- Google Forms – Have all members of your team submit their answer to the response-validated Google Form, with a required character set minimum of (x) keystrokes per submission before the form will accept your response.
- Microlab – Call the teacher over to chat with your group about this center for a full five minutes of timed conversation. Everybody contributes.
- Quizizz – Have all members of your team complete the linked multiple choice quiz, with the oak of achieving the highest score possible. Take the quiz as many times as you’d like, but at least two members of your team must achieve a perfect score before you’re allowed to move on.
- Sketchnotes – Work with your teammates to create a visual representation of the concept or prompt item presented at this station. You won’t be graded on artistic ability, but you will need to include at least 10 annotated details in your sketch before the submission will be counted.
- Web Quest – Read a short article or test excerpt related to the course content and have each team member take individual notes on what items they believe are most important from the resource. Team members are welcome to talk to one another as they complete the note-taking, but each individual needs to include at least 10 itemized details in their notes before calling the teacher over to review.
- YouTube – Watch the video assigned to this station and have all members of your team take bullet point notes on at least 10 items of interest based on what they see. This station works exactly like the Web Quest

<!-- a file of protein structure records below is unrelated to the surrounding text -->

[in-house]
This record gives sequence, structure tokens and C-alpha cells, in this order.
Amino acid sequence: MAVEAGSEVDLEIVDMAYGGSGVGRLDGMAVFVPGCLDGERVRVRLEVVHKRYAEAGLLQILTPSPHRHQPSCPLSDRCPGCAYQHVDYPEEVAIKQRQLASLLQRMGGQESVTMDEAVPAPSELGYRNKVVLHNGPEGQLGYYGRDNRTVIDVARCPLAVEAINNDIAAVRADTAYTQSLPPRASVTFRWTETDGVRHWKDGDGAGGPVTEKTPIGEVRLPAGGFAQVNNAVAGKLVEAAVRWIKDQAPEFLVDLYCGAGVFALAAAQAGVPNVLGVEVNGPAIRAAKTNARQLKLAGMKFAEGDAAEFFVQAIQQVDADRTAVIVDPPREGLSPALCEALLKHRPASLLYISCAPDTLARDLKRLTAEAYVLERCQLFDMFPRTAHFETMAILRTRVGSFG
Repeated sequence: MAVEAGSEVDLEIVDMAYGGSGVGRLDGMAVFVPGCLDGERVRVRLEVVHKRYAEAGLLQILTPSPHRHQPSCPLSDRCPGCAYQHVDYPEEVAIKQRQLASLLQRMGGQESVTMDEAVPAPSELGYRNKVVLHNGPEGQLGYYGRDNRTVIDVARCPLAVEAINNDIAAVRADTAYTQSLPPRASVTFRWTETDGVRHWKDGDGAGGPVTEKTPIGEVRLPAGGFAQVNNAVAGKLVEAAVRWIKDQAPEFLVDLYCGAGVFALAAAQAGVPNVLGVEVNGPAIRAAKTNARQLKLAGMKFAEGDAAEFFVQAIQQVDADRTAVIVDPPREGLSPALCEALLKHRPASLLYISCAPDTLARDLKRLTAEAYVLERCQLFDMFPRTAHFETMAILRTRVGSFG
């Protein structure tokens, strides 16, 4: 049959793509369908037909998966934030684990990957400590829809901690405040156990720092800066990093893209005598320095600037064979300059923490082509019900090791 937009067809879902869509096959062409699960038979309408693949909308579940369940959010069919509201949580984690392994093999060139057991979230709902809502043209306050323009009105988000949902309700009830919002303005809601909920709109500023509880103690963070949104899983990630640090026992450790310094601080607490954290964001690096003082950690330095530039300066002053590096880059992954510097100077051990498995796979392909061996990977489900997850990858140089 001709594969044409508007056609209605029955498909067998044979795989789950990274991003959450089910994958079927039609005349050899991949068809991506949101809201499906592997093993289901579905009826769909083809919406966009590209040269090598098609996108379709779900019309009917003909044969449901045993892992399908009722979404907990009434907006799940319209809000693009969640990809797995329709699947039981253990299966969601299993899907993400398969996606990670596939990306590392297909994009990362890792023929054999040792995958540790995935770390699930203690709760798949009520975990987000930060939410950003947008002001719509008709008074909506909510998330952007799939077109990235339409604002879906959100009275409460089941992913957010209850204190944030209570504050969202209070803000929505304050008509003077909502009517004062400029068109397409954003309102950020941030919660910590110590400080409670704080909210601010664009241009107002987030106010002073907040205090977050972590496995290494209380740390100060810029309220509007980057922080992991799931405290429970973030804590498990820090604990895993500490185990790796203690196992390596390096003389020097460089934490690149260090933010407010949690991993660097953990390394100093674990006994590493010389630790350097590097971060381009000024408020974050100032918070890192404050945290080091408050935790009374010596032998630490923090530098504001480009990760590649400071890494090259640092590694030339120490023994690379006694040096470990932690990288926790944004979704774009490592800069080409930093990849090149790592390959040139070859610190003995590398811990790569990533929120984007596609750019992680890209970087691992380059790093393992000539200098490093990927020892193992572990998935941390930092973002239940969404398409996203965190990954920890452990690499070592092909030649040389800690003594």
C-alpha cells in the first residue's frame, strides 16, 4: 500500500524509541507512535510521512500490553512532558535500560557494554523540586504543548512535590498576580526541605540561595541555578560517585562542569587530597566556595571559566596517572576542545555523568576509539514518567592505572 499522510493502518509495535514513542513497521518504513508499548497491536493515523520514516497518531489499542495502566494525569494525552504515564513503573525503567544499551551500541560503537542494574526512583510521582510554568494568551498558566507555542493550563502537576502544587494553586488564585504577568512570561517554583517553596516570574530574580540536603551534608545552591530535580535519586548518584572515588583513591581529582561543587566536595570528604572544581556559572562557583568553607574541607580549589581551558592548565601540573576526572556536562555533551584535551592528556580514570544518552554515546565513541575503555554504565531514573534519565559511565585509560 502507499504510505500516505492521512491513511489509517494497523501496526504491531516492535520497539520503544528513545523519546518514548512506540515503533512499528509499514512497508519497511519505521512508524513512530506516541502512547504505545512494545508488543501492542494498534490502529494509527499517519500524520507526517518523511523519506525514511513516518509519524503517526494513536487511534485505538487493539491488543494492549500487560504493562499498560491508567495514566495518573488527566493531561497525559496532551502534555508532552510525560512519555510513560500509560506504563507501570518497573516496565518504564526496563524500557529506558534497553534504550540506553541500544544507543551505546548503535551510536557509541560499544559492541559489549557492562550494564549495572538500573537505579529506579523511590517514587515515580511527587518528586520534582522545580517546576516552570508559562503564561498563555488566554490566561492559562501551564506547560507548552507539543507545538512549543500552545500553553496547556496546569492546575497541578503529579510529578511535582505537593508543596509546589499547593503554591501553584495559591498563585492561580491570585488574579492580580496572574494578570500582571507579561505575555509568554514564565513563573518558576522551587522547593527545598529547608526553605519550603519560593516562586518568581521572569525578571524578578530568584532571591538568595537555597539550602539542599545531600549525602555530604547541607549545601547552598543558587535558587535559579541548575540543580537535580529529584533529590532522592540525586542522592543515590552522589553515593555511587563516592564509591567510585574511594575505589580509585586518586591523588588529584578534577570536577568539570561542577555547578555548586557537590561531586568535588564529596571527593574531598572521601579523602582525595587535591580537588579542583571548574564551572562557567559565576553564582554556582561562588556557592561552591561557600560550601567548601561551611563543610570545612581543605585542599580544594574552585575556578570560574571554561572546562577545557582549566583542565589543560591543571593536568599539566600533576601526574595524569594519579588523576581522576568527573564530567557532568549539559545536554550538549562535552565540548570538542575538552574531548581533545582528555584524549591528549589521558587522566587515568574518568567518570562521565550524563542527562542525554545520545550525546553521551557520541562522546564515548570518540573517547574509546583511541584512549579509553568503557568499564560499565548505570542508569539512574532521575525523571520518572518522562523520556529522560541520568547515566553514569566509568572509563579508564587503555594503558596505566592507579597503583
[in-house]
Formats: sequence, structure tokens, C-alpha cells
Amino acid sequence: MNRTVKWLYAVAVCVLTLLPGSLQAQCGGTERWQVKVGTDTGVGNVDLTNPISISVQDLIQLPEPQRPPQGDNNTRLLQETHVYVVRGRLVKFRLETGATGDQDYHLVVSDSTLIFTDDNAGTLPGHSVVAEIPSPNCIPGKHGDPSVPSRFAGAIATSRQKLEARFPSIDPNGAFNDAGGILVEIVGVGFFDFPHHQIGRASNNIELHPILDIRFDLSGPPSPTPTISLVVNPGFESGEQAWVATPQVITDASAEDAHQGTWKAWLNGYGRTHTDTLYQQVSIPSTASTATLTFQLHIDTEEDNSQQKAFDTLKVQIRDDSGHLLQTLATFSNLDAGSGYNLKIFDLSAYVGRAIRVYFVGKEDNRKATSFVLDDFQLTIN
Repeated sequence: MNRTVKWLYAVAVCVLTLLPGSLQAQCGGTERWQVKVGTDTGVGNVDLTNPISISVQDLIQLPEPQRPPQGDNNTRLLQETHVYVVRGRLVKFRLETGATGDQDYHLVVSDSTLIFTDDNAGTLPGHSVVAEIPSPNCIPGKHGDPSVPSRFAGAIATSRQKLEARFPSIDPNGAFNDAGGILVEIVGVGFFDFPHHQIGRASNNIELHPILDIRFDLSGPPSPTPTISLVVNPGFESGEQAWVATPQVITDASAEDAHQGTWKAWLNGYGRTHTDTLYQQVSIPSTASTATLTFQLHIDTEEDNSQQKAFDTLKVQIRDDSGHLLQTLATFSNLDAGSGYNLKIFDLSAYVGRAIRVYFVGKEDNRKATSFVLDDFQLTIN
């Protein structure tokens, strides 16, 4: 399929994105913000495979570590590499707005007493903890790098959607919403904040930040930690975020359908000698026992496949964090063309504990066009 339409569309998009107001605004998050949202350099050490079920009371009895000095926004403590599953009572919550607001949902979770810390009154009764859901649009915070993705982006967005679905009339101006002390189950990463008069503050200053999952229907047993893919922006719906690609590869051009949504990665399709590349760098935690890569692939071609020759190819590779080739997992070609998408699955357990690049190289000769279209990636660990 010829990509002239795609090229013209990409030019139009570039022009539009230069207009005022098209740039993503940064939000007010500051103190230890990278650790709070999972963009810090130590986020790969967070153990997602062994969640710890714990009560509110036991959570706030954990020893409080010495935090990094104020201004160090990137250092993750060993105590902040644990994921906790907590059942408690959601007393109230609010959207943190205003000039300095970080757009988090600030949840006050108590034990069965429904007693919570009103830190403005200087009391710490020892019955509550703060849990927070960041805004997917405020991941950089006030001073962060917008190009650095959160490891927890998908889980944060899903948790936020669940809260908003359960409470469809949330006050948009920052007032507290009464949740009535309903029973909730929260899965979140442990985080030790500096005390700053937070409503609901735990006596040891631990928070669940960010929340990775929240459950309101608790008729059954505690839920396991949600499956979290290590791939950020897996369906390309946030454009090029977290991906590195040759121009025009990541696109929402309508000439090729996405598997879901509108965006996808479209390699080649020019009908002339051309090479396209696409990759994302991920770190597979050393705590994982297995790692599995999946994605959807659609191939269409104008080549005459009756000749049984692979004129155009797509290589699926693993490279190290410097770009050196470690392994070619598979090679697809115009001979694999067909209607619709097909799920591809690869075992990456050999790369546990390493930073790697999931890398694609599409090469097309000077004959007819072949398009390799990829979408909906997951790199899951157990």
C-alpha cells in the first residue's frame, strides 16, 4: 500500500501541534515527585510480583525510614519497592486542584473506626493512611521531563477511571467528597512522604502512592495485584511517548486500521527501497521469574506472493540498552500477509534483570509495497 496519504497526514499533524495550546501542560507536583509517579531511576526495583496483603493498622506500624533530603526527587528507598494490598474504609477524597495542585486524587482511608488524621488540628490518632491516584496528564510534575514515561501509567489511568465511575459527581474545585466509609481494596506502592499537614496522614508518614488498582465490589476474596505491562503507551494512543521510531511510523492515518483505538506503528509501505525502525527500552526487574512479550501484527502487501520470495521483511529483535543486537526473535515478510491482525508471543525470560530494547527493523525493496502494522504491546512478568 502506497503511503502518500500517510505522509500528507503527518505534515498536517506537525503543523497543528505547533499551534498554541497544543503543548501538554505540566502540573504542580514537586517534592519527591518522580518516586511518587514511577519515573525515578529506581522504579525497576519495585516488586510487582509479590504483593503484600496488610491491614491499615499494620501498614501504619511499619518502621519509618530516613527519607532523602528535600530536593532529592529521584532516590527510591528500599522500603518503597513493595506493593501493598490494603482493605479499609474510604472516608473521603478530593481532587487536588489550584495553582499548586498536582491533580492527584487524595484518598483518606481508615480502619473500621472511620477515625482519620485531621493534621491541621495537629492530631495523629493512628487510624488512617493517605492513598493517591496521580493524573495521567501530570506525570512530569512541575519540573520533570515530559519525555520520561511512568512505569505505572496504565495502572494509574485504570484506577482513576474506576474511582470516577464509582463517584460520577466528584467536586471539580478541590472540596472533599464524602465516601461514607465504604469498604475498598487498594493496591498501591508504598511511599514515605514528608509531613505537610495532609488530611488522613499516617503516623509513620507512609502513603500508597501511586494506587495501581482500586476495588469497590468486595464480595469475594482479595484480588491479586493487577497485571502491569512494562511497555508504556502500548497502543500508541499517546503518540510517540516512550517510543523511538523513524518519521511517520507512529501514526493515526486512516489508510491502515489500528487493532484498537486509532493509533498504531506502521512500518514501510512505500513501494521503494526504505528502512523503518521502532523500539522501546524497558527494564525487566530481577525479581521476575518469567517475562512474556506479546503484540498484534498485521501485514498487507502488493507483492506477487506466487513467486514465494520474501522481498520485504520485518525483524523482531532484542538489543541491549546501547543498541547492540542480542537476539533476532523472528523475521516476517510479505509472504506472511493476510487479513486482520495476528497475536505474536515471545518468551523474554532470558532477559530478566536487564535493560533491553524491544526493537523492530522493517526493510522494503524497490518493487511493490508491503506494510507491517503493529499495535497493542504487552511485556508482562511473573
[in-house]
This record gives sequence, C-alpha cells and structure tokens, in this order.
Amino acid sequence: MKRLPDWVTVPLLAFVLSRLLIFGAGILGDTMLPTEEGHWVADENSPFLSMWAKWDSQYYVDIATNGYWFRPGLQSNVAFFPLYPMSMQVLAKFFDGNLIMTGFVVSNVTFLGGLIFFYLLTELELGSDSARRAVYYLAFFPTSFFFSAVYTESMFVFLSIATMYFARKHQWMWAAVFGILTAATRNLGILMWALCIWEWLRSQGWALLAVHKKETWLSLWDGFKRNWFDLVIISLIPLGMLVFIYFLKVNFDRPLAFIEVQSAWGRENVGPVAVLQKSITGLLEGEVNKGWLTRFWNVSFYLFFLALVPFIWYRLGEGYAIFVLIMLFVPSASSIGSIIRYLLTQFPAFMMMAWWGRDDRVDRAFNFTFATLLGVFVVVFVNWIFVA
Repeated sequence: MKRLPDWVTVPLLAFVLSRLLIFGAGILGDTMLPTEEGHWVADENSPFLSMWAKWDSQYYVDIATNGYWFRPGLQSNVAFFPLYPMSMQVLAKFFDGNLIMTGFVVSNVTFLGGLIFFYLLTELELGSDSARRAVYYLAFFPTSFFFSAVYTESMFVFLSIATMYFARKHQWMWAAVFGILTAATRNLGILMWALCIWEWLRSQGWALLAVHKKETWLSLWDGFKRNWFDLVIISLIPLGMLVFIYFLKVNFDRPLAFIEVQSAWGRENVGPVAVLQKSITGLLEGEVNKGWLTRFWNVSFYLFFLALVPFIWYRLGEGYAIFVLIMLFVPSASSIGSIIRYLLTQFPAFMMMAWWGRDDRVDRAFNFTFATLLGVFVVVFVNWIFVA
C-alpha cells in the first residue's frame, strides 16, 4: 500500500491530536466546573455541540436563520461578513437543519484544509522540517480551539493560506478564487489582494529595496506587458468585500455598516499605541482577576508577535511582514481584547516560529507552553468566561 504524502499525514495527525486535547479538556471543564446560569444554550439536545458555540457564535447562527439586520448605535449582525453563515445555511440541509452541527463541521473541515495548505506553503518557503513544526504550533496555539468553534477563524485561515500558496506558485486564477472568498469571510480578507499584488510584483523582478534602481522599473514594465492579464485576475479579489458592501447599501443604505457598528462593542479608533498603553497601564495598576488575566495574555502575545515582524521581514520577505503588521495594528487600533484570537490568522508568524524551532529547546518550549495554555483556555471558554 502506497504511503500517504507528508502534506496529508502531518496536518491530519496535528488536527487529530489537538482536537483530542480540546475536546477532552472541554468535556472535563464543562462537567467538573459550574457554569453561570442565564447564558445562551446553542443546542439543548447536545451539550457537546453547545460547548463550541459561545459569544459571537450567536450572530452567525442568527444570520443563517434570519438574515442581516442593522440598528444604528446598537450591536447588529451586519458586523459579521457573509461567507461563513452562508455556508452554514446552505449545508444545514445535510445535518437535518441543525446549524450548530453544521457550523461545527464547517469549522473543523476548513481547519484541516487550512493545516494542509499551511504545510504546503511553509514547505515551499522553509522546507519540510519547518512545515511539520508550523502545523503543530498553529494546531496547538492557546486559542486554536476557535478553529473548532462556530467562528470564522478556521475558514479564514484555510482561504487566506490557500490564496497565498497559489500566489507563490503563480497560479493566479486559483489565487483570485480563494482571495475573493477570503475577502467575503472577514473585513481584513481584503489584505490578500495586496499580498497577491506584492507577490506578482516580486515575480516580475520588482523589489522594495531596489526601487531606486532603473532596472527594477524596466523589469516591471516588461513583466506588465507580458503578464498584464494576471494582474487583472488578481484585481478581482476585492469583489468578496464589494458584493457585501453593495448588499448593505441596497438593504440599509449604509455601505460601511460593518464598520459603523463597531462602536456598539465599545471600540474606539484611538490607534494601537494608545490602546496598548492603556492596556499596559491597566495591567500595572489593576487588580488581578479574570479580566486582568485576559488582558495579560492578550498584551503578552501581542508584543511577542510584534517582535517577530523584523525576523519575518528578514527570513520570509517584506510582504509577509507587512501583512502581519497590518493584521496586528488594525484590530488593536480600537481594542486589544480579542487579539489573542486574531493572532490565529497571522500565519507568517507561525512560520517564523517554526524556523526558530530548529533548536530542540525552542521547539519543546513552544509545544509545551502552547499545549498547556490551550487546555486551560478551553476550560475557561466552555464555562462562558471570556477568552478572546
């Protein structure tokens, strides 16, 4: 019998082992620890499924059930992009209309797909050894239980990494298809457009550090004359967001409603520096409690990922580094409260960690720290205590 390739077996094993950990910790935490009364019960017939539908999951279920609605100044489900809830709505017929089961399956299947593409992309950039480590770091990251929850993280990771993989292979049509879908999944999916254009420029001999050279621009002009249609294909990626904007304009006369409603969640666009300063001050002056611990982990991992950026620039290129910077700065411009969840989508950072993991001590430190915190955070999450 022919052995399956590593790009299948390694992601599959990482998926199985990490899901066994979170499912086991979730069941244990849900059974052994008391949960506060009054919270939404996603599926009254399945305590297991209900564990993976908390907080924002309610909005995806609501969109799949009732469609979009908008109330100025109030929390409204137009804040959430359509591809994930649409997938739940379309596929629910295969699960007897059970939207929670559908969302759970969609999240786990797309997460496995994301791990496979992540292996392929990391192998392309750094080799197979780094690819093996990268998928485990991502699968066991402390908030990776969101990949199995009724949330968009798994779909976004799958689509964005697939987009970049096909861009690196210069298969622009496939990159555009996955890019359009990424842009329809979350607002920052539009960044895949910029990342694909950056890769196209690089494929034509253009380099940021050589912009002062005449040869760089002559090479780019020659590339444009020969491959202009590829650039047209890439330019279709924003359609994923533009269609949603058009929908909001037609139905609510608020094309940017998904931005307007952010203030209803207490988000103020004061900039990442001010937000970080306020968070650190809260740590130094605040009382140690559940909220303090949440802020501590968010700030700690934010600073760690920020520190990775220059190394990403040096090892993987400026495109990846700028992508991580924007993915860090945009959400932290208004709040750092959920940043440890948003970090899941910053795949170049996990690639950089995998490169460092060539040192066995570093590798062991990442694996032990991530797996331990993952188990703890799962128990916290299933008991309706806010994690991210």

To ensure quality control, each center has its own unique submission guidelines — and select stations come equipped with a “penalty box” mechanic if a team calls the teacher over to review the work before meeting the baseline quality standard. If a team’s work product isn’t up to snuff on the first go, they’ll earn two minutes in the penalty box where they’ll be unable to resubmit. And since the game is a race to see which team can complete the most centers before time expires? Two minutes of timeout in a close race can very well be the difference between the thrill of victory and the agony of defeat.
A massive overhead timer ticks down to zero to create a mounting sense of urgency that holds everybody accountable while a giant scoreboard keeps tabs of which teams have completed which puzzles along the way — allowing teams to get a clear sense of their progress while offering the teacher a quick glimpse into which groups might be struggling and which teams are flying through activities which helps you keep the game close by giving certain high-fliers just a little bit of time of closer inspection.
Capitalizing on Momentum to Change The Game
In a race or a sporting event, momentum is crucial to a player’s success. The built-in scaffolding mechanics included in the basic #QRBreakIN gameplay work a lot like “rubber bands” to help keep the competition close as teams fight to maintain and recapture momentum throughout the game. Blowout victories aren’t fun for losing squads! And teams that dominate the competition can really suck the life out of those students who start to realize that your fancy centers activity is really just a dressed up approach to “who can get the most right answers?”